When my daughter was a young child, we learned the courtship dance of the blue-footed boobies at the Monterey Bay Aquarium. It was part of their “hands-on” — or was it “feet-forward”– children’s program and I’ll never forget it because it was hilarious fun … and educational. We faced one another, standing in the “footprints” of two boobies, and were guided through their dance, clicks, honks and all. Little did I know that decades later–while cruising the Galapagos Islands with Ecoventura–I’d recognize the dance steps of two real blue-footed boobies as they performed this stylized ritual on a rugged windswept island in Ecuador’s Galapagos Islands chain.
Story by Carol Canter. Photos by Carol Canter and Jack Heyman.
My first Zumba class took place on the Sundeck of the Ama Prima, our beautiful Ama Waterways ship, as Captain Ron Schuegard piloted our 160-passengers and crew through the legendary Rhine Gorge. Wellness Host André Almeida led our group to “step to the left, step to the right, then circle slowly now using your sexy move.” Latin music and the breeze energized us, as we surrendered to the rhythm and the scenic splendor. Dazzling it was, viewing turreted castles — even a few picturesque ruins — strategically built atop craggy hilltops or vineyard-terraced inclines.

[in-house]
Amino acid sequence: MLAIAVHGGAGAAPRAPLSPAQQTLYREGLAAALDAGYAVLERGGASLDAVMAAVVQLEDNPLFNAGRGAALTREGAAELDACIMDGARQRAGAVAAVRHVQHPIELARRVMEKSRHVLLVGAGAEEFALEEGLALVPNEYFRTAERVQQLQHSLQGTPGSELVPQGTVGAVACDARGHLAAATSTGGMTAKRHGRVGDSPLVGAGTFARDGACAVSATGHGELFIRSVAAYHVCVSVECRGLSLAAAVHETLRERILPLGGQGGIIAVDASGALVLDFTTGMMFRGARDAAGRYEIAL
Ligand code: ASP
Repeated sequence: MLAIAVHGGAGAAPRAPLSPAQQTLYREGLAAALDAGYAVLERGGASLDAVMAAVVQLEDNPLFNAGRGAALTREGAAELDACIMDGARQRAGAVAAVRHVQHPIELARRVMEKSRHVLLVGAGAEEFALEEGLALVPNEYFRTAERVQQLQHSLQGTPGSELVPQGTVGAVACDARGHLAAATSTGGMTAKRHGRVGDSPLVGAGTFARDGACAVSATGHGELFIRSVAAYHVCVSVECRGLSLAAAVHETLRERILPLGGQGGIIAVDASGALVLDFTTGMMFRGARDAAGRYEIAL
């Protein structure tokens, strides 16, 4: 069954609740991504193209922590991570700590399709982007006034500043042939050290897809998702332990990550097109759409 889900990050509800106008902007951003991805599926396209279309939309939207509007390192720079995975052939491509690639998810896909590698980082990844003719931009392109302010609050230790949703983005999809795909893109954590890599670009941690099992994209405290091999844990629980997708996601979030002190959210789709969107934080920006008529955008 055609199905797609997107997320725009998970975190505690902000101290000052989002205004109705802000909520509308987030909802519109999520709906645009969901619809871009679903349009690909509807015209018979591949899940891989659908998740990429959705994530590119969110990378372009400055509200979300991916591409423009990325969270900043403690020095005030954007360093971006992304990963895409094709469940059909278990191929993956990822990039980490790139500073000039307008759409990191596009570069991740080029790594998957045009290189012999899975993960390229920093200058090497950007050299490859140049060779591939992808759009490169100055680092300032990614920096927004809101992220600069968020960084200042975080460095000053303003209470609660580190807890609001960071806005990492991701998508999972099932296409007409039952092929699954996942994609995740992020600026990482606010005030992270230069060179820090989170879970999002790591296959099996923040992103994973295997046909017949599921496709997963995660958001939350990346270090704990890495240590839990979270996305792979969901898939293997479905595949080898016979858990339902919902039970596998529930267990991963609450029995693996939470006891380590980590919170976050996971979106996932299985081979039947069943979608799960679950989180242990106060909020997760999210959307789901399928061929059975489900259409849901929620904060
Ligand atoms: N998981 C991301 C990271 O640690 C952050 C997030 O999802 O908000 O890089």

Story and Photos by Carol Canter.
Bergen was bathed in sunshine, turning our late afternoon arrival in Norway’s second city into a Kodak moment. Painted wooden facades of historic quayside buildings glowed red, gold and brown against the surrounding green mountains, while Bergen’s busy harbor sparkled, buzzing with activity. Outdoor cafes overflowed with people enjoying the warm summer late August day. Fishmongers at the market offered samples of succulent smoked salmon, while produce vendors displayed baskets of plump red raspberries bursting with sweetness. With its enviable natural setting, Bergen draws visitors to explore its seven mountains, fabulous fjords and a coastline dotted with thousands of islands.